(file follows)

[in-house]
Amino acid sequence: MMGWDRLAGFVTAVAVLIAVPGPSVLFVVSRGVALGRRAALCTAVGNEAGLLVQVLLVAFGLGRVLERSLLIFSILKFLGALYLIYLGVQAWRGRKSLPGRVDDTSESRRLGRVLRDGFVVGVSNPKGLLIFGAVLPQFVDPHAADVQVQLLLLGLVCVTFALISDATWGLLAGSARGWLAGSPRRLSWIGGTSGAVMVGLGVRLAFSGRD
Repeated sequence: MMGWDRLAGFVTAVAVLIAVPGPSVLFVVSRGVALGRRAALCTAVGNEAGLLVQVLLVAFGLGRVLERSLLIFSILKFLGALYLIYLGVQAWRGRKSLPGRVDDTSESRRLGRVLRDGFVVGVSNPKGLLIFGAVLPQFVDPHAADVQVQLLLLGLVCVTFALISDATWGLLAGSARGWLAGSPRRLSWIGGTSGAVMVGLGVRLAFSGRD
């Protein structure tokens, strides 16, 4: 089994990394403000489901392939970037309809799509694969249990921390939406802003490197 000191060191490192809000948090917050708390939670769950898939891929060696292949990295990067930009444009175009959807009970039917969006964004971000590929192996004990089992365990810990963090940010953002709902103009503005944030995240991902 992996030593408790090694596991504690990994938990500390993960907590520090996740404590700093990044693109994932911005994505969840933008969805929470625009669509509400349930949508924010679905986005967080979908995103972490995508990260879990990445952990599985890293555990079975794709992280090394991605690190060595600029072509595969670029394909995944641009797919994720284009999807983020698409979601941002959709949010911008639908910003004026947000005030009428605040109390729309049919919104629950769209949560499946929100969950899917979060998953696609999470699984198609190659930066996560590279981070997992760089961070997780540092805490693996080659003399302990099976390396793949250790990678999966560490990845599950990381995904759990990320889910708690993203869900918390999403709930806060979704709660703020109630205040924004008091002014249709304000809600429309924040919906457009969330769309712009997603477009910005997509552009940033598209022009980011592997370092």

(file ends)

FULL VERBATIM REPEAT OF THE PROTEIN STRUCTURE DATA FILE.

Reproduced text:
[in-house]
Amino acid sequence: MMGWDRLAGFVTAVAVLIAVPGPSVLFVVSRGVALGRRAALCTAVGNEAGLLVQVLLVAFGLGRVLERSLLIFSILKFLGALYLIYLGVQAWRGRKSLPGRVDDTSESRRLGRVLRDGFVVGVSNPKGLLIFGAVLPQFVDPHAADVQVQLLLLGLVCVTFALISDATWGLLAGSARGWLAGSPRRLSWIGGTSGAVMVGLGVRLAFSGRD
Repeated sequence: MMGWDRLAGFVTAVAVLIAVPGPSVLFVVSRGVALGRRAALCTAVGNEAGLLVQVLLVAFGLGRVLERSLLIFSILKFLGALYLIYLGVQAWRGRKSLPGRVDDTSESRRLGRVLRDGFVVGVSNPKGLLIFGAVLPQFVDPHAADVQVQLLLLGLVCVTFALISDATWGLLAGSARGWLAGSPRRLSWIGGTSGAVMVGLGVRLAFSGRD
């Protein structure tokens, strides 16, 4: 089994990394403000489901392939970037309809799509694969249990921390939406802003490197 000191060191490192809000948090917050708390939670769950898939891929060696292949990295990067930009444009175009959807009970039917969006964004971000590929192996004990089992365990810990963090940010953002709902103009503005944030995240991902 992996030593408790090694596991504690990994938990500390993960907590520090996740404590700093990044693109994932911005994505969840933008969805929470625009669509509400349930949508924010679905986005967080979908995103972490995508990260879990990445952990599985890293555990079975794709992280090394991605690190060595600029072509595969670029394909995944641009797919994720284009999807983020698409979601941002959709949010911008639908910003004026947000005030009428605040109390729309049919919104629950769209949560499946929100969950899917979060998953696609999470699984198609190659930066996560590279981070997992760089961070997780540092805490693996080659003399302990099976390396793949250790990678999966560490990845599950990381995904759990990320889910708690993203869900918390999403709930806060979704709660703020109630205040924004008091002014249709304000809600429309924040919906457009969330769309712009997603477009910005997509552009940033598209022009980011592997370092």